Warriors draft look: Centers


Warriors draft look: Centers

Draft note: In the hours leading up to tonight's NBA Draft, Insider Matt Steinmetz will be conducting his final NBA mock draft beginning this morning at 10 a.m., and will pick a player every 15 minutes. Follow along all day long right here on CSNBayArea.com! The Warriors head into Thursdays NBA draft with four selections: The No. 7 pick, the No. 30 pick, the No. 35 pick and the No. 52 pick. While the Warriors would seem to have four positions pretty much set point guard, shooting guard, power forward and center the reality is that they could go in any direction come draft day.Leading up to Thursday, well rank the top players at each position, and see whether or not they could fit into the Warriors draft plans.CENTERSAndre Drummond, Connecticut, 6-10, 270 pounds: The drafts biggest enigma is the drafts biggest player. Drummond has all the physical skills, size and athleticism to become a big-time NBA center.But there are concerns about his bust potential. His critics say Drummond doesnt take the game seriously enough and will have great difficulty dealing with the competitiveness of the league.His backers say hes young, is still growing as a person and a player that is on the right track.Warriors angle: : There is a possibility that Drummond will be available when the Warriors select at No. 7. That means general manager Bob Myers and owner Joe Lacob have a decision to make: Do they take a young, raw big man who is a project or do they bypass him for something more certain?RELATED: Did Jerry West rule out drafting Andre Drummond?
Warriors minority owner Jerry West said on Chronicle Live on Wednesday that the Warriors needed a player who could help immediately and not one who needed two years to develop. That doesnt bode well for the Warriors picking Drummond.Tyler Zeller, North Carolina, 7-0, 250 pounds: He is big, he can run the floor and he is pro ready. But most believe that he doesnt have much of an upside and he is what he is.On the other end, Zeller is the kind of finished product who could probably step in right away and be a part of a teams rotation.Warriors angle: In many ways, Zeller would be a good fit for the Warriors. Hes good enough to be the first big man off the bench right now for Golden State and thats nothing to scoff at.Still, it might be a reach to pick Zeller with the No. 7 pick. If the Warriors end up with Zeller, chances are they moved back to do it.Meyers Leonard, Illinois, 7-1, 245 pounds: Its a little peculiar why Leonard isnt getting the kind of attention that Drummond is getting. After all, the two are very similar: both have big bodies, both are athletic and both have room for growth.Strange thing is, Leonard no doubt has a higher motor. It just doesnt add up.Warriors angle: The Warriors need to get more athletic, and Leonard is as big and athletic as it gets. Most figure Leonard will go somewhere after No. 10, so if the Warriors pick him it means they really like him.Chances are, Leonard will only be a Warrior if they trade back.Fab Melo, Syracuse, 7-0, 255 pounds: If youre looking for a big body, a space-eater, if you will, Melo might be your man. There are questions, however, about Melos character after being suspended at the end of Syracuses season.Warriors angle: There is talk that Melo could be slipping from the early 20s to possibly the second round. If Melo is there at No. 30, the Warriors would have to give him a look.Festus Ezeli, Vanderbilt, 6-11, 255 pounds: Ezeli certainly isnt the most athletic player in the draft, but hes a proven rebounder and he doesnt mind doing the dirty work. Hes a very mature player off the court, and after picking the game up at a young age, has improved every year hes played.Warriors angle: Ezeli, like Melo, might be gone by the time the Warriors use their second pick in the first round No. 30. But if Ezeli is there, its tough to see them passing on him. Ezeli is not exactly like Ekpe Udoh, whom the Warriors traded in the deal for Andrew Bogut, but there are comparisons to be made there.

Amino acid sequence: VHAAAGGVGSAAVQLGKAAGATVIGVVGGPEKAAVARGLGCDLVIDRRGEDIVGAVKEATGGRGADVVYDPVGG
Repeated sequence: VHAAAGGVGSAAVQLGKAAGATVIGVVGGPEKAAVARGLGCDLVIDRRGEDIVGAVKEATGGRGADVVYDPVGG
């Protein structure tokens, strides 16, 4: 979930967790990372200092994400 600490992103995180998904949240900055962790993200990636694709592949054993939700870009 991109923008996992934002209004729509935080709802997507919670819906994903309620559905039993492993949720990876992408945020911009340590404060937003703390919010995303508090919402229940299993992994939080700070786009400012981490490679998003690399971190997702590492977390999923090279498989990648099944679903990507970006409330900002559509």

Report: W's encouraged by KD's rehab, hopeful for regular season return

Report: W's encouraged by KD's rehab, hopeful for regular season return